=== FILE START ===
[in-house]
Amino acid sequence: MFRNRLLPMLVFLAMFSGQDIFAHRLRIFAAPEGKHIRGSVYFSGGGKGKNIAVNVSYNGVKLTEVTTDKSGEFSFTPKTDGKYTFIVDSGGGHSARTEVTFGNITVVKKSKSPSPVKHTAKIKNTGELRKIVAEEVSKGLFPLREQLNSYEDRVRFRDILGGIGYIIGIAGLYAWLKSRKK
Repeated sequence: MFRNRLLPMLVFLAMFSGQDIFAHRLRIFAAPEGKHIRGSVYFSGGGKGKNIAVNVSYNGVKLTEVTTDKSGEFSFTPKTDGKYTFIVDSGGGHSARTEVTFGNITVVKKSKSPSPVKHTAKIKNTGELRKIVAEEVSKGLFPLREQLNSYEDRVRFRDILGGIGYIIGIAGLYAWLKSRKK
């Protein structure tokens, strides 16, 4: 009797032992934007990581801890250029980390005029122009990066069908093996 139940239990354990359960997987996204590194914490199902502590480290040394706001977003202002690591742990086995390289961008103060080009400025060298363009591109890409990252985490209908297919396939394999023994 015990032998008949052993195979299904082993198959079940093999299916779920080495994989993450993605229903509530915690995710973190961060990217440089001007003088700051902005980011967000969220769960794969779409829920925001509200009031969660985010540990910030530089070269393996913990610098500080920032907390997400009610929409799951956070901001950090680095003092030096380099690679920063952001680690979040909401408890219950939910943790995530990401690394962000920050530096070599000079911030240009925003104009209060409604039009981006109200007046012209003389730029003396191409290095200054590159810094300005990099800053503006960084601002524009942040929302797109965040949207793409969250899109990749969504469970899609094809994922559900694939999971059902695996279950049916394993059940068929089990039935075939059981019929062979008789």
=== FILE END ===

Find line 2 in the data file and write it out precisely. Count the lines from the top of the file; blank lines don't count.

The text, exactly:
Amino acid sequence: MFRNRLLPMLVFLAMFSGQDIFAHRLRIFAAPEGKHIRGSVYFSGGGKGKNIAVNVSYNGVKLTEVTTDKSGEFSFTPKTDGKYTFIVDSGGGHSARTEVTFGNITVVKKSKSPSPVKHTAKIKNTGELRKIVAEEVSKGLFPLREQLNSYEDRVRFRDILGGIGYIIGIAGLYAWLKSRKK